OK, this one caught me off guard. The Worldwatch Green economy blog has a piece on interpreting Wizard of Oz through the lens of the gold and silver crisis of 1890’s America.
It’s also a story about the gold and silver crisis of the 1890s, and about the “little people” fighting the moneyed interests of Wall Street.
That’s hardly what you think about when you watch Dorothy dance off down the yellow brick road with the Cowardly Lion, the Scarecrow, and the Tin Man. But the original novel appeared after the depression of the 1890s, and author L. Frank Baum was well aware of the currents of resentment and anger coursing through U.S. society at the time. As recounted by George Akerloff and Robert Shiller in Animal Spirits: How Human Psychology Drives the Economy, and Why It Matters for Global Capitalism, the yellow brick road and Dorothy’s slippers (silver in the novel, changed to ruby in the film because it looked better on screen) “were metaphors for the intense conflict over the gold standard and the proposed free coinage of silver.” The movie’s Munchkins represented the poor working class, the Wicked Witch of the West stood in for the business elite, and the Wizard was President William McKinley (“the great deceiver”). In 1896 McKinley had defeated populist candidate William Jennings Bryan in what some have called the first modern presidential campaign, in which big money and mass communication techniques were combined to carry the day for business interests.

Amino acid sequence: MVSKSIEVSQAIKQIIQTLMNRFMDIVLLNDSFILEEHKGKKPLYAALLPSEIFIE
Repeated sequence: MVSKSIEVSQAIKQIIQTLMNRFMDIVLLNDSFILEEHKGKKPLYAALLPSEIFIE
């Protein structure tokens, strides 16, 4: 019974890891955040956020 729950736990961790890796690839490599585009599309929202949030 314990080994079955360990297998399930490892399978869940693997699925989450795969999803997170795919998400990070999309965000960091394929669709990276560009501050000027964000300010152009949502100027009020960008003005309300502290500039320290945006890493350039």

Now while that may be an interesting argument, the point of the article is actually about memes, even though it doesn’t use that word.
The point I’m finally getting around to here is that this phenomenon of contagion—stories that spread like viruses—is amazingly powerful, at least when it serves peoples’ interests to believe it. The housing bubble, driven by stories of people who had bought low and sold high and by the availability of easy credit to ordinarily unqualified buyers, grew to astounding dimensions before bursting—because what renter wouldn’t want a house without a down payment, or the need to have a job or credit record? Bankers, too, were swept up in the something-for-nothing frenzy.
Then it asks what stories could replace the stories of greed and environmental abuse of the 20th and 21st century? I submitted a comment in slightly rushed, breathless writing, as follows.
I’m wondering if the alternate story of future post-peak-everything culture will be one of how today’s society contracted a mad fever and worked far from home in a frenzied rush to buy ‘things’, and then resources ran low so people were forced to live more locally and experience a richer family and community life again. It could become a story of alienation to friendship, and greed to contentment.
I’m not sure who the main characters would be, but if translated back into the Wizard of Oz, Dorothy and her friends flee the madness of the Emerald City, dodge the mine-pit toxic wastelands of the now dead wicked witch, and learn to find contentment with the simpler village life of the Munchkins as they heal the land and live less frenzied, slower, but more humane lives.